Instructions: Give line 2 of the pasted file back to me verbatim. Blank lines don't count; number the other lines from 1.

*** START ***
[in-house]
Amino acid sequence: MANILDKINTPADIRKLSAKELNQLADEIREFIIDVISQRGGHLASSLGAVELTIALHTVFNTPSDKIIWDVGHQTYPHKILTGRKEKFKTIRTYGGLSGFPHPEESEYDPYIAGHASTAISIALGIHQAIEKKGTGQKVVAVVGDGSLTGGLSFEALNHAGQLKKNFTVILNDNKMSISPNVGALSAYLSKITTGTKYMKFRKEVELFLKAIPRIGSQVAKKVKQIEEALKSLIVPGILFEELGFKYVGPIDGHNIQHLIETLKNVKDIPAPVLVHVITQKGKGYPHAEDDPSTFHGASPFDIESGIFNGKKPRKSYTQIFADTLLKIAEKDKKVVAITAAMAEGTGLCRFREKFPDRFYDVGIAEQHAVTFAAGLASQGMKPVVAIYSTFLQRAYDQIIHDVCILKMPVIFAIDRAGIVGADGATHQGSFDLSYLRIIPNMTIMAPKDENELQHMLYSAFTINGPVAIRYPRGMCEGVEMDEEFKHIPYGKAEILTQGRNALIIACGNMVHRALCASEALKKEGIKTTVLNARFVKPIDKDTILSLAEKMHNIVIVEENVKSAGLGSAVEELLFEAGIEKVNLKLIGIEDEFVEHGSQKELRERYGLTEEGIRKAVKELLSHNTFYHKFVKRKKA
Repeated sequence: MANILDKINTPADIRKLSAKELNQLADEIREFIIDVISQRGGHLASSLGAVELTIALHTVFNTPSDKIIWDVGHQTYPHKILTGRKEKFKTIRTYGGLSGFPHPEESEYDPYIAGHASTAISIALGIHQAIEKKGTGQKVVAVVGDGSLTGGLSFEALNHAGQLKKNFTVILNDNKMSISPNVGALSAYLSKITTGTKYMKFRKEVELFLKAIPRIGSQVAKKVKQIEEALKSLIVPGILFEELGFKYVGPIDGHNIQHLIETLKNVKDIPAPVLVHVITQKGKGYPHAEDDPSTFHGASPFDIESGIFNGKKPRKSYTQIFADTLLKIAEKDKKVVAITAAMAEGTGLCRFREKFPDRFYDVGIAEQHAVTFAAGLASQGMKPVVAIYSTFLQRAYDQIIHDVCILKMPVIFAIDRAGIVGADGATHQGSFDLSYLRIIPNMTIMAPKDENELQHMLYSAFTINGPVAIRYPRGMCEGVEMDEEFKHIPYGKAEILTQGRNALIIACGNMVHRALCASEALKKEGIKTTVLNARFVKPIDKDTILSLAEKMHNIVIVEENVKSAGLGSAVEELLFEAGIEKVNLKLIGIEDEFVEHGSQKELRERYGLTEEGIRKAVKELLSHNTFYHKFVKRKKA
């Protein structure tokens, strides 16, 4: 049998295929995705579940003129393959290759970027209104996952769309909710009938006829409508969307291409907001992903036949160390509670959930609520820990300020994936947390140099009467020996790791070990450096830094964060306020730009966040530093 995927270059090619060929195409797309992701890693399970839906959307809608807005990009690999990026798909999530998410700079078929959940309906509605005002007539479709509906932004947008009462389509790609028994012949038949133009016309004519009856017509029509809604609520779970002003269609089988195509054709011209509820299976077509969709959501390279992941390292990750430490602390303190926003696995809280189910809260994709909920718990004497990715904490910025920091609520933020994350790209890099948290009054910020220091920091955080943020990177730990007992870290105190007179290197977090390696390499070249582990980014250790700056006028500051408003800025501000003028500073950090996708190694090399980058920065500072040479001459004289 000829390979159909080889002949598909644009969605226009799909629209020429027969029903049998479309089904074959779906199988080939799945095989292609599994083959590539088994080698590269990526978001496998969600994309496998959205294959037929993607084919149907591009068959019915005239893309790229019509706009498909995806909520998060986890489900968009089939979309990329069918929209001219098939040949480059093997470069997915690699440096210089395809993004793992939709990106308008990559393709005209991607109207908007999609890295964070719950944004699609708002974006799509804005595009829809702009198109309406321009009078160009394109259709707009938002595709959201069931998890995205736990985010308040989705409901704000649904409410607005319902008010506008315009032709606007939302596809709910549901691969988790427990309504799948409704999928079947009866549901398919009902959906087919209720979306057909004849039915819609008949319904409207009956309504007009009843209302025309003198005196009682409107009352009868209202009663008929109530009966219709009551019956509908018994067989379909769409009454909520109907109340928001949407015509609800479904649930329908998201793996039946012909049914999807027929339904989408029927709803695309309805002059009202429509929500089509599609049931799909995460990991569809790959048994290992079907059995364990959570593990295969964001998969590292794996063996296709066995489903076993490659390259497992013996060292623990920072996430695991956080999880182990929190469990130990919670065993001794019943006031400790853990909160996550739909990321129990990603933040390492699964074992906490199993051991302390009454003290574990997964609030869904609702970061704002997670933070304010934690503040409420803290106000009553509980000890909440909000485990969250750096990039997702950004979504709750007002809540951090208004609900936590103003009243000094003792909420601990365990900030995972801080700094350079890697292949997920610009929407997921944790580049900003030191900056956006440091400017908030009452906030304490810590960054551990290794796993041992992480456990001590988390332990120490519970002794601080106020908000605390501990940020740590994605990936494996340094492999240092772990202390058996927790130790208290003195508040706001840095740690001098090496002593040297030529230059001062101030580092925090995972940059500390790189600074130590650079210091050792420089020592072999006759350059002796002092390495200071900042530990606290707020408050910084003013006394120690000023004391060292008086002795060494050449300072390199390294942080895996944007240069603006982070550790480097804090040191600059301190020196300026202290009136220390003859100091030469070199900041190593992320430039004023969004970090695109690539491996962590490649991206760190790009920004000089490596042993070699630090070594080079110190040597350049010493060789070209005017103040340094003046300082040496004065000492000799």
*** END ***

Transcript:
Amino acid sequence: MANILDKINTPADIRKLSAKELNQLADEIREFIIDVISQRGGHLASSLGAVELTIALHTVFNTPSDKIIWDVGHQTYPHKILTGRKEKFKTIRTYGGLSGFPHPEESEYDPYIAGHASTAISIALGIHQAIEKKGTGQKVVAVVGDGSLTGGLSFEALNHAGQLKKNFTVILNDNKMSISPNVGALSAYLSKITTGTKYMKFRKEVELFLKAIPRIGSQVAKKVKQIEEALKSLIVPGILFEELGFKYVGPIDGHNIQHLIETLKNVKDIPAPVLVHVITQKGKGYPHAEDDPSTFHGASPFDIESGIFNGKKPRKSYTQIFADTLLKIAEKDKKVVAITAAMAEGTGLCRFREKFPDRFYDVGIAEQHAVTFAAGLASQGMKPVVAIYSTFLQRAYDQIIHDVCILKMPVIFAIDRAGIVGADGATHQGSFDLSYLRIIPNMTIMAPKDENELQHMLYSAFTINGPVAIRYPRGMCEGVEMDEEFKHIPYGKAEILTQGRNALIIACGNMVHRALCASEALKKEGIKTTVLNARFVKPIDKDTILSLAEKMHNIVIVEENVKSAGLGSAVEELLFEAGIEKVNLKLIGIEDEFVEHGSQKELRERYGLTEEGIRKAVKELLSHNTFYHKFVKRKKA